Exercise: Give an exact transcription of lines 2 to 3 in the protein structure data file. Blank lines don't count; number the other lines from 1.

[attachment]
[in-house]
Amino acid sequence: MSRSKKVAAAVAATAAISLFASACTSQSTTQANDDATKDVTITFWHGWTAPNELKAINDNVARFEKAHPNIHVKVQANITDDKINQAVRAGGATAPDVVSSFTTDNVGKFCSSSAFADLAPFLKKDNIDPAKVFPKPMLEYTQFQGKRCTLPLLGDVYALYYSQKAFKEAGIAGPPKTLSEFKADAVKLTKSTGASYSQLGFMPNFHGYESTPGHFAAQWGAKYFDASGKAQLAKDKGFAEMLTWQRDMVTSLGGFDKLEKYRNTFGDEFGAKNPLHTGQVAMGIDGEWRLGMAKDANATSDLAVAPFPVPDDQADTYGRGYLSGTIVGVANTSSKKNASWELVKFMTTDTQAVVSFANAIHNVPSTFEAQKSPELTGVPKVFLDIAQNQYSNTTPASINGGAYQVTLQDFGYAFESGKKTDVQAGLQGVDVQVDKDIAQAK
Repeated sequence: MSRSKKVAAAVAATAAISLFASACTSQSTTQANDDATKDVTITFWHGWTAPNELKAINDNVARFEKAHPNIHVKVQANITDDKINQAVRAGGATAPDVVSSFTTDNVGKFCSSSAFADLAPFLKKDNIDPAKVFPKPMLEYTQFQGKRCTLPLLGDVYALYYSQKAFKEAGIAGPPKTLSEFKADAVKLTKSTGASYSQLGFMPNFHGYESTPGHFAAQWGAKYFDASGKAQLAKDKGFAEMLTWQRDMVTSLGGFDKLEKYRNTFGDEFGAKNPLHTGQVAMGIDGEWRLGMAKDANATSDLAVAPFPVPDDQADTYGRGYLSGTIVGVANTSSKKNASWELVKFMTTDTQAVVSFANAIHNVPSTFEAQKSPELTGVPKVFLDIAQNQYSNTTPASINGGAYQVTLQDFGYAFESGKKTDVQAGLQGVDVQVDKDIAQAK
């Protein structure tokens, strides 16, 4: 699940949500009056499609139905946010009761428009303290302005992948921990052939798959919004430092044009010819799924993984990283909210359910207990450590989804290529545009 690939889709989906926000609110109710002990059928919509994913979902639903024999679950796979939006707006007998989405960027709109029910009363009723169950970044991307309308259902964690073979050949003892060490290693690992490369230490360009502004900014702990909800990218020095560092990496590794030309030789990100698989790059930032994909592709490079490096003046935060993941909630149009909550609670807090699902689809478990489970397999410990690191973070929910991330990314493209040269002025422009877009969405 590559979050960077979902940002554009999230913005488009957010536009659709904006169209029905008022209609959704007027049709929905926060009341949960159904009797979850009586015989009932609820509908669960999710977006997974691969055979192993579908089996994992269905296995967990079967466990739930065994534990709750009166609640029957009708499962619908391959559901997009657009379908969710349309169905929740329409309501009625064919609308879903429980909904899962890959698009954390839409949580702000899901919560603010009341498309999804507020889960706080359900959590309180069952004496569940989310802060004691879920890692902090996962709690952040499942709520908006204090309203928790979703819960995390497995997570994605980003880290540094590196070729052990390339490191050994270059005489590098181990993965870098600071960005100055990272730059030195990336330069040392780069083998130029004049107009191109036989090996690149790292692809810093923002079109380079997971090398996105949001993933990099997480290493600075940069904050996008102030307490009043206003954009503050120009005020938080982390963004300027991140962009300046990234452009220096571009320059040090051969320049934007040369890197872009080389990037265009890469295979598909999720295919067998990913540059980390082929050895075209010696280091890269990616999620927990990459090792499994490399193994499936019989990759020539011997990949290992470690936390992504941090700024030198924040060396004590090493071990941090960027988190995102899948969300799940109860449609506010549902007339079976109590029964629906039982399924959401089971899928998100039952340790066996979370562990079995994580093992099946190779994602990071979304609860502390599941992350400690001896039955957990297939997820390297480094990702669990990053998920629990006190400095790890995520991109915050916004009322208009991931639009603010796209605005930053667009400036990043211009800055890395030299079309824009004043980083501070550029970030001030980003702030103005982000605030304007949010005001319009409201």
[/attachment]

Amino acid sequence: MSRSKKVAAAVAATAAISLFASACTSQSTTQANDDATKDVTITFWHGWTAPNELKAINDNVARFEKAHPNIHVKVQANITDDKINQAVRAGGATAPDVVSSFTTDNVGKFCSSSAFADLAPFLKKDNIDPAKVFPKPMLEYTQFQGKRCTLPLLGDVYALYYSQKAFKEAGIAGPPKTLSEFKADAVKLTKSTGASYSQLGFMPNFHGYESTPGHFAAQWGAKYFDASGKAQLAKDKGFAEMLTWQRDMVTSLGGFDKLEKYRNTFGDEFGAKNPLHTGQVAMGIDGEWRLGMAKDANATSDLAVAPFPVPDDQADTYGRGYLSGTIVGVANTSSKKNASWELVKFMTTDTQAVVSFANAIHNVPSTFEAQKSPELTGVPKVFLDIAQNQYSNTTPASINGGAYQVTLQDFGYAFESGKKTDVQAGLQGVDVQVDKDIAQAK
Repeated sequence: MSRSKKVAAAVAATAAISLFASACTSQSTTQANDDATKDVTITFWHGWTAPNELKAINDNVARFEKAHPNIHVKVQANITDDKINQAVRAGGATAPDVVSSFTTDNVGKFCSSSAFADLAPFLKKDNIDPAKVFPKPMLEYTQFQGKRCTLPLLGDVYALYYSQKAFKEAGIAGPPKTLSEFKADAVKLTKSTGASYSQLGFMPNFHGYESTPGHFAAQWGAKYFDASGKAQLAKDKGFAEMLTWQRDMVTSLGGFDKLEKYRNTFGDEFGAKNPLHTGQVAMGIDGEWRLGMAKDANATSDLAVAPFPVPDDQADTYGRGYLSGTIVGVANTSSKKNASWELVKFMTTDTQAVVSFANAIHNVPSTFEAQKSPELTGVPKVFLDIAQNQYSNTTPASINGGAYQVTLQDFGYAFESGKKTDVQAGLQGVDVQVDKDIAQAK